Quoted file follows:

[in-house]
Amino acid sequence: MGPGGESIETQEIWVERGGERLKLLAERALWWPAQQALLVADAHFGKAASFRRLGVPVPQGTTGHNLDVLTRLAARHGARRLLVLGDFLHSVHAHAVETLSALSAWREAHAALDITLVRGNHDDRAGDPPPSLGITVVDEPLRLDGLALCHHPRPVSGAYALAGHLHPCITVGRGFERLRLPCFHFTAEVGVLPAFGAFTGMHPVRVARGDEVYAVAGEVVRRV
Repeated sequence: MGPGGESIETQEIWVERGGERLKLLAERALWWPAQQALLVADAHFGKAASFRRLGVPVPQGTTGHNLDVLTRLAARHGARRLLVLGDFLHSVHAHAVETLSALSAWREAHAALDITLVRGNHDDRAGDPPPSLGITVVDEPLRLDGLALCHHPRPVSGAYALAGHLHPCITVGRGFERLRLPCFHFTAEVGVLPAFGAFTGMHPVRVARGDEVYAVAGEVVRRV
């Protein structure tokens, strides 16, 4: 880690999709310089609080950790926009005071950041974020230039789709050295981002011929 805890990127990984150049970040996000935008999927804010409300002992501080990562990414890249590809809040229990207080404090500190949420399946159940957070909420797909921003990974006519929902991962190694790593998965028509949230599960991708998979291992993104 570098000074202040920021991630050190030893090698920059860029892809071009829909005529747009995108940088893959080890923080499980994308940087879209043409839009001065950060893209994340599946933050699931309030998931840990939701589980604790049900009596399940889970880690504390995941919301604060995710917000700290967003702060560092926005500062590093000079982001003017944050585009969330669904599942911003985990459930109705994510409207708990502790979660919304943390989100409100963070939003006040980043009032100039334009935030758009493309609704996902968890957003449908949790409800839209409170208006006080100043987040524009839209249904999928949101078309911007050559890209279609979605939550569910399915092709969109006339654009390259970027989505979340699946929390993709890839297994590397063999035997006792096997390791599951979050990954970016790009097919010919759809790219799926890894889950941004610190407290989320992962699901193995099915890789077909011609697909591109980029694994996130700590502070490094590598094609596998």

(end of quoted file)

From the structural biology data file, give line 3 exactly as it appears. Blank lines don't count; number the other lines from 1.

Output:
Repeated sequence: MGPGGESIETQEIWVERGGERLKLLAERALWWPAQQALLVADAHFGKAASFRRLGVPVPQGTTGHNLDVLTRLAARHGARRLLVLGDFLHSVHAHAVETLSALSAWREAHAALDITLVRGNHDDRAGDPPPSLGITVVDEPLRLDGLALCHHPRPVSGAYALAGHLHPCITVGRGFERLRLPCFHFTAEVGVLPAFGAFTGMHPVRVARGDEVYAVAGEVVRRV